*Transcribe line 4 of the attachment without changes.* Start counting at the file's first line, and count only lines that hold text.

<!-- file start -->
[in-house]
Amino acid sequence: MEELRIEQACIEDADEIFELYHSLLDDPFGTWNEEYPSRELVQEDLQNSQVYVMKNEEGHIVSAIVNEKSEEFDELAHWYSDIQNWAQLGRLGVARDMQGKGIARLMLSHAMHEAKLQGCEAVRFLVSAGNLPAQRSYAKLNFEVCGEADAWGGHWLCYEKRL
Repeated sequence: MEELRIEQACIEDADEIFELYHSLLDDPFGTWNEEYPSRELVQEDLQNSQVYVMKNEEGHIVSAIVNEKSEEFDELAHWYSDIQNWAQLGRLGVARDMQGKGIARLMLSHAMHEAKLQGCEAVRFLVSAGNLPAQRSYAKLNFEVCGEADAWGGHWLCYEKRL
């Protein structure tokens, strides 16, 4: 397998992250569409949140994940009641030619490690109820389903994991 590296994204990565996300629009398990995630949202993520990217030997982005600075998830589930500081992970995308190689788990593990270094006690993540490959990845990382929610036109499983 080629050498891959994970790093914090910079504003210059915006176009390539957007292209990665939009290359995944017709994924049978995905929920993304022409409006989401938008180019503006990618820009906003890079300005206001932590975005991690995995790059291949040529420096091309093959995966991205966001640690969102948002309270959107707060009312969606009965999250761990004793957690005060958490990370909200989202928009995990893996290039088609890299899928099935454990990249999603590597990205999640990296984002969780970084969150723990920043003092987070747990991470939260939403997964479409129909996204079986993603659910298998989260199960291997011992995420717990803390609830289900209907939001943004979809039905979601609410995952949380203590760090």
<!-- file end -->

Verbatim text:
């Protein structure tokens, strides 16, 4: 397998992250569409949140994940009641030619490690109820389903994991 590296994204990565996300629009398990995630949202993520990217030997982005600075998830589930500081992970995308190689788990593990270094006690993540490959990845990382929610036109499983 080629050498891959994970790093914090910079504003210059915006176009390539957007292209990665939009290359995944017709994924049978995905929920993304022409409006989401938008180019503006990618820009906003890079300005206001932590975005991690995995790059291949040529420096091309093959995966991205966001640690969102948002309270959107707060009312969606009965999250761990004793957690005060958490990370909200989202928009995990893996290039088609890299899928099935454990990249999603590597990205999640990296984002969780970084969150723990920043003092987070747990991470939260939403997964479409129909996204079986993603659910298998989260199960291997011992995420717990803390609830289900209907939001943004979809039905979601609410995952949380203590760090």